The Djangos' return fights anxious lyrics with eclectic pop
In astrology, Saturn is associated with death, discipline and facing down your fears. As planets go it’s kind of a buzzkill, but here’s the thing: if you do right by Saturn, it’ll do right by you. The trick is to know your strengths and play to them.
Such is the star-crossed premise for ‘Born Under Saturn’, Django Django’s follow-up to their Mercury-nominated debut of 2012. That self-titled record – an eccentric, inventively lo-fi affair that bandleader David Maclean wrote while “pottering around in [his] pyjamas” at home – was a surprise hit, but now the London-based quartet must look to recapture its playful spirit with the stakes raised.
Throughout the album, which abounds with images of a difficult rebirth, there’s a sense of a band putting on a brave front to stave off a lurking sense of anxiety. “Take it back to the start!” goes ‘Giant’, which kicks things off in measured, confident fashion, booming piano chords crashing up against a locomotive, baggy-esque beat. Similarly, the weight of the world bears down on ‘Shake And Tremble’ (“Holding back the ocean/Just enough to say a word”), which revisits the ’50s rock’n’roll vibes of oldie ‘Life’s A Beach’ to mostly winning effect, and the excellent ‘Found You’ (“I’ve heard my name spoken in vain so many times”), which sounds like The Stone Roses breaking out into a cold-turkey sweat.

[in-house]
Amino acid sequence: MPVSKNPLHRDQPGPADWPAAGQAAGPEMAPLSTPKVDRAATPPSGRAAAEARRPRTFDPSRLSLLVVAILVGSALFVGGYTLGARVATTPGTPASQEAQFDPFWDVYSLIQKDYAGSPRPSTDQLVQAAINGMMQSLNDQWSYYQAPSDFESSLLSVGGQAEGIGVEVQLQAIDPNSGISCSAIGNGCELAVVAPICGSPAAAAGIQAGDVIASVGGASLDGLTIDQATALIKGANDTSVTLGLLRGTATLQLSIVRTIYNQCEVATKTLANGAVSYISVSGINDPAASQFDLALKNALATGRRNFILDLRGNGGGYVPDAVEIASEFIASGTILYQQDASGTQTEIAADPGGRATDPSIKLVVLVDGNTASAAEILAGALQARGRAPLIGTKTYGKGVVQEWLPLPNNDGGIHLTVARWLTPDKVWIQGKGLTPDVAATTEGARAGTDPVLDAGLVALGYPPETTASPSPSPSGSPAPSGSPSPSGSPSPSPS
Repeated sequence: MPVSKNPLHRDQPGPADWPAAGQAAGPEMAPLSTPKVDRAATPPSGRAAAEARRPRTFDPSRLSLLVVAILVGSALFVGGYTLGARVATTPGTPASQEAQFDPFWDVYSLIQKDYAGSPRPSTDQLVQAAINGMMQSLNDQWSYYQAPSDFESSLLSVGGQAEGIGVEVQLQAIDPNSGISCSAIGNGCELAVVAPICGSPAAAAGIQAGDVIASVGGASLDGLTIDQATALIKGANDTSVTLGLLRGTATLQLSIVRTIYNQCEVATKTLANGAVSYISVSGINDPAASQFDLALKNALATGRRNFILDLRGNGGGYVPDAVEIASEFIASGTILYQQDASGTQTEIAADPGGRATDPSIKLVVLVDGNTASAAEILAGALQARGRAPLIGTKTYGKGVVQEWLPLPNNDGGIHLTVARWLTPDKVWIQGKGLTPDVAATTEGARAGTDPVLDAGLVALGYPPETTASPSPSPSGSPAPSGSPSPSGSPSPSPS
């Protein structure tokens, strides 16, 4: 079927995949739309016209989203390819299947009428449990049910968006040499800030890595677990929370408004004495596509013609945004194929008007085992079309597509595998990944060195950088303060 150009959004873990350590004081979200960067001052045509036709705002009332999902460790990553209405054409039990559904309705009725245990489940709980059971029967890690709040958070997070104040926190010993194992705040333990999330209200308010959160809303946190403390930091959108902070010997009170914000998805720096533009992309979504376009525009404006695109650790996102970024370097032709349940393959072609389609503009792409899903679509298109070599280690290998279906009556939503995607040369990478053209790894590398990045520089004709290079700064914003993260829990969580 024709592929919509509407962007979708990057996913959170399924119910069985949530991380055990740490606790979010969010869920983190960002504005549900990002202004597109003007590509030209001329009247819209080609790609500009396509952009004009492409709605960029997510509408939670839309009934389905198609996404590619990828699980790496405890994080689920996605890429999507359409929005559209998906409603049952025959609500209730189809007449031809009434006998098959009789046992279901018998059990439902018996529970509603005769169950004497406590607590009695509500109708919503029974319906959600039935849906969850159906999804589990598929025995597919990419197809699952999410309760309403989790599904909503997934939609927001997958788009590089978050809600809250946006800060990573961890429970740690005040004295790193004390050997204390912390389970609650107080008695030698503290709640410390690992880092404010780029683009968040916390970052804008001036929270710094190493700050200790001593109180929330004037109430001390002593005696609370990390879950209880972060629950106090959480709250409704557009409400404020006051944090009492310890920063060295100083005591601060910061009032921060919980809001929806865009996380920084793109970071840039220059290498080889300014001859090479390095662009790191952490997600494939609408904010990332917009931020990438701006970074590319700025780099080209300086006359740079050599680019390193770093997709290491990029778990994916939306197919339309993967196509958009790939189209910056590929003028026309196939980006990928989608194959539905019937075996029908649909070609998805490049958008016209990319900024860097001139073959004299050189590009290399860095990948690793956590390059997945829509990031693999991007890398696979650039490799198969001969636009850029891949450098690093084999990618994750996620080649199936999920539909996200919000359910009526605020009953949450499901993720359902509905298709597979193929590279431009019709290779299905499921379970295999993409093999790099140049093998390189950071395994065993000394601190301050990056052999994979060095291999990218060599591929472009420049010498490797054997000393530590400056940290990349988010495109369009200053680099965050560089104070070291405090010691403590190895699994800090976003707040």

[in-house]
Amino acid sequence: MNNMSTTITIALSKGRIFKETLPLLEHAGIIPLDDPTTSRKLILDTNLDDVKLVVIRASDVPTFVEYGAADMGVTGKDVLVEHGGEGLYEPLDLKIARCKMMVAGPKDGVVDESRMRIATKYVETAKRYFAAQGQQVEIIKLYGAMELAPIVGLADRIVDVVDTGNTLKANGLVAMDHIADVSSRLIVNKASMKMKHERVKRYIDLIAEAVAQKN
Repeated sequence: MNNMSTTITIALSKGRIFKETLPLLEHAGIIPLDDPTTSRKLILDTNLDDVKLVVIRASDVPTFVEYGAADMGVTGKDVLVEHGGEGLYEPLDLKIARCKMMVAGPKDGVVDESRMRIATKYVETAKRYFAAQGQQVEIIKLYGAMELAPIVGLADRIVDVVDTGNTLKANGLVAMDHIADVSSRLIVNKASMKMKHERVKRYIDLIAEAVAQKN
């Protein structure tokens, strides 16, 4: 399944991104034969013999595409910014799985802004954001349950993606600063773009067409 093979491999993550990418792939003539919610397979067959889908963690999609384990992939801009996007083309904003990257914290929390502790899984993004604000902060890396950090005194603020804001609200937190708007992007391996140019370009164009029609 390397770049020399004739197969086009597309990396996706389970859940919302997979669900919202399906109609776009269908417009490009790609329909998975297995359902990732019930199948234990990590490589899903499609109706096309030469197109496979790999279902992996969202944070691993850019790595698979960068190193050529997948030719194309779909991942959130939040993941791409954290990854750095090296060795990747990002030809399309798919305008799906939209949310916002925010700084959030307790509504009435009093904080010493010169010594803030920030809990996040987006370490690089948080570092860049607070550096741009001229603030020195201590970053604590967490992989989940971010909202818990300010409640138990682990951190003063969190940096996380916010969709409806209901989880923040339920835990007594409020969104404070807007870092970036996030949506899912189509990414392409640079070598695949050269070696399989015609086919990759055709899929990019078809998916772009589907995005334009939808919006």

Missteps arise when Django Django put a tentative foot on the dancefloor: ‘Pause Repeat’ is the sort of indie-house clunker Hot Chip would run a mile from, and ‘Reflections’’ cheesy piano uplift makes for an iffy one-two that threatens to derail the record’s middle portion.
But the record rallies when the Djangos rein in some of their scattergun tendencies: ‘Shot Down’’s darkwave electro opens out naturally into the record’s most anthemic chorus, and ‘Beginning To Fade’ is a lovely waltz-time ballad that allows the group’s occasionally grating ecelcticism room to breathe – you could imagine it on a Jack White solo record, at a pinch.
It definitely ain’t perfect, then, but in concocting a scrubbed-up, carefully wrought maturation of their sound, ‘Born Under Saturn’ gives us something close to Django Django unchained.
Director: David Maclean
Record label: Because Music
Release date: 04 May, 2015